Our proprietary Addiction Free Pain Management® PLUS System is a cognitive behavioral approach that will empower you to shift from suffering with your pain to thriving despite it. We educate our patients about the body-mind connection and how our subconscious can increase our perception of pain which causes suffering. We also have over 25 holistic and non-pharmacological evidence-based pain management tools that can be used to address biological, psychological, social and spiritual suffering.
There is no one size fits all approach to chronic pain management. Together, we can find solutions that best meet your individual needs. Click here to read more about treatment options available at A Healing Place – The Estates.
Living with any chronic illness can take an emotional and psychological tole on an individual. However, depending on the severity of an individual’s Lyme disease, a patient may develop what is known as Lyme encephalopathy. Symptoms of Lyme encephalopathy include cognitive difficulties, sleep deprivation or insomnia, changes in personality, and a general sense of feeling unwell. Generalized anxiety and panic attacks are also frequently reported in cases of Lyme disease.
Lyme brings with it a very specific set of mental health challenges, but these are not uncommon across other chronic pain conditions. It is for this reason that learning how to manage psychological suffering is a major component of the work done at A Healing Place – The Estates. Many of the psychological and emotional responses we experience are subconscious by nature, and by learning to restructure our thought patterns allows us to better control and regulate our emotions. We help our patients discover that they too have to power to manage their anxiety, depression, perception of pain, physiological responses to pain, and restlessness with evidence-based, multidiciplinary modalities. Some of which include:
- Cognitive behavioral therapy
- Equine Therapy
- Meditation and guided meditation
Being diagnosed with a chronic condition changes our lives in ways we could never have imagined. Your resiliency is tested daily, and each day brings with it a new set of hurdles to overcome. As pain becomes more debilitating, many struggle to maintain the balance between work or school, family, social, and recreational activities. As patients learn to live with their chronic illness, they are forced to slow their pace of life. The concept of activity pacing helps those living with chronic pain accomplish tasks that need to be completed while getting adequate rest. However, many find that this limits their social interaction resulting in feelings of isolation.
We have also seen how a chronic condition diagnosis can put extreme tension on a family. Those within our family often serve as your initial support system, and are energized to help meet your ever need. However, over time family members become burnt out, communication starts to break down, and everybody suffers.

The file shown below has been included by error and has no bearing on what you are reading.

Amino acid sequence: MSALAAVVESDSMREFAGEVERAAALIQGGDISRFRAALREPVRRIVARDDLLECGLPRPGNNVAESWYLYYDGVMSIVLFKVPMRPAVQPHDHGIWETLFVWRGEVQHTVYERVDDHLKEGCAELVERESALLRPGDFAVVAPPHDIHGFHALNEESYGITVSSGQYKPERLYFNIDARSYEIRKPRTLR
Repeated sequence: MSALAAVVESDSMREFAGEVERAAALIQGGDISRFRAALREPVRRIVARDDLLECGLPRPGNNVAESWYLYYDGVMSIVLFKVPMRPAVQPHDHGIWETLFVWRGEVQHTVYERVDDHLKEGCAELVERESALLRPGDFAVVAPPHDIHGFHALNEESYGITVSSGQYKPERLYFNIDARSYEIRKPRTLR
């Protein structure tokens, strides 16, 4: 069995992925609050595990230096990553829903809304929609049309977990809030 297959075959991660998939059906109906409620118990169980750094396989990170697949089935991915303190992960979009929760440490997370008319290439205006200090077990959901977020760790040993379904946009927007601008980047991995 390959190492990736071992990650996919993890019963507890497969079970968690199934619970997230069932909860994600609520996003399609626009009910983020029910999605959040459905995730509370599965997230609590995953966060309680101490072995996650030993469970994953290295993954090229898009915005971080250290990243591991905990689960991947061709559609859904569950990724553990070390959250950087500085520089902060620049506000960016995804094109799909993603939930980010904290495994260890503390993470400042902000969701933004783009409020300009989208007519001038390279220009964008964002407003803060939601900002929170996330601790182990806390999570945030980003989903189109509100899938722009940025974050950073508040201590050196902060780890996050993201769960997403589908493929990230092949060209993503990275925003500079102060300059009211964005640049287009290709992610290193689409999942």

Part of the healing process at A Healing Place – The Estates is working with the family. When a loved one enters our primary residential program, clinicians help family members learn and grow as well. They receive psycho education that parallels what their loved one is learning in treatment. Near the end of six weeks in our program, we invite family members to attend a two and a half day intensive workshop that delves into generational patterns, and begins to reestablish healthy communication skills. We also explore and discuss the importance of ensuring social and recreational needs are being met – both for the patient and the family.
Many patients coming to our program feel as if they have lost a piece of themselves to their chronic illness. They also feel as though they have lost their purpose, sense of direction, and feel as if their higher power has abandoned them. One of our treatment goals is to help patients connect with their higher power. Some do this through an identified religion and strengthen a bond that has diminished over time. Others who do not identify with religions will explore spiritual dimensions through nature, energy, and human contentedness. Par of our mission is to help you find a sense of hope and inspiration no matter where you are on your spiritual journey. We do this through:
- Spiritual Direction with Shannon Savage-Howie, Spiritual Director
- The Four Agreements
- Mindfulness and meditation
Stop Suffering, Get Help Today
Stop suffering with the help of our triple diagnosis treatment program. We can help you find sustainable solutions for chronic pain, while addressing the psychological conditions and addictive behaviors that often complicate treatment.
Our team of professionals will work with you to develop a personalized treatment plan that is reflective of your unique needs and goals. Stop surviving and start thriving. Call today, or send us an email to get the process started. 844-388-4100